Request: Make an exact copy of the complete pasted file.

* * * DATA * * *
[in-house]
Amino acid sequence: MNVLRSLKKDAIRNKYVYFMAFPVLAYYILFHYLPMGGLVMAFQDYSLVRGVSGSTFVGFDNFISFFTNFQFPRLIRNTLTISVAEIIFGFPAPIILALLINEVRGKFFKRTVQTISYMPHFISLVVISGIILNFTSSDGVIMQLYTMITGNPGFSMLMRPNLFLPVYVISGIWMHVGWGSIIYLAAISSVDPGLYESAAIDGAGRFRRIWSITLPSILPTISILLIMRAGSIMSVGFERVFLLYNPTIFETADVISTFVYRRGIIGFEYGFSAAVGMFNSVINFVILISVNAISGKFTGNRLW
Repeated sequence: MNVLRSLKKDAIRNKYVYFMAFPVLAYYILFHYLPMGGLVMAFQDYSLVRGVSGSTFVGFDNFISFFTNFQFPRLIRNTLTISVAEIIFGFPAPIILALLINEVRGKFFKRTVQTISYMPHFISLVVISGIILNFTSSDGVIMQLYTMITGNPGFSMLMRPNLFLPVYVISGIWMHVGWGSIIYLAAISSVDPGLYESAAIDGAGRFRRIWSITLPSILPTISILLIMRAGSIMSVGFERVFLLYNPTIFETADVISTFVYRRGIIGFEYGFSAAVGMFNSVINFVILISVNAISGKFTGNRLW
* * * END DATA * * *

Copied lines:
[in-house]
Amino acid sequence: MNVLRSLKKDAIRNKYVYFMAFPVLAYYILFHYLPMGGLVMAFQDYSLVRGVSGSTFVGFDNFISFFTNFQFPRLIRNTLTISVAEIIFGFPAPIILALLINEVRGKFFKRTVQTISYMPHFISLVVISGIILNFTSSDGVIMQLYTMITGNPGFSMLMRPNLFLPVYVISGIWMHVGWGSIIYLAAISSVDPGLYESAAIDGAGRFRRIWSITLPSILPTISILLIMRAGSIMSVGFERVFLLYNPTIFETADVISTFVYRRGIIGFEYGFSAAVGMFNSVINFVILISVNAISGKFTGNRLW
Repeated sequence: MNVLRSLKKDAIRNKYVYFMAFPVLAYYILFHYLPMGGLVMAFQDYSLVRGVSGSTFVGFDNFISFFTNFQFPRLIRNTLTISVAEIIFGFPAPIILALLINEVRGKFFKRTVQTISYMPHFISLVVISGIILNFTSSDGVIMQLYTMITGNPGFSMLMRPNLFLPVYVISGIWMHVGWGSIIYLAAISSVDPGLYESAAIDGAGRFRRIWSITLPSILPTISILLIMRAGSIMSVGFERVFLLYNPTIFETADVISTFVYRRGIIGFEYGFSAAVGMFNSVINFVILISVNAISGKFTGNRLW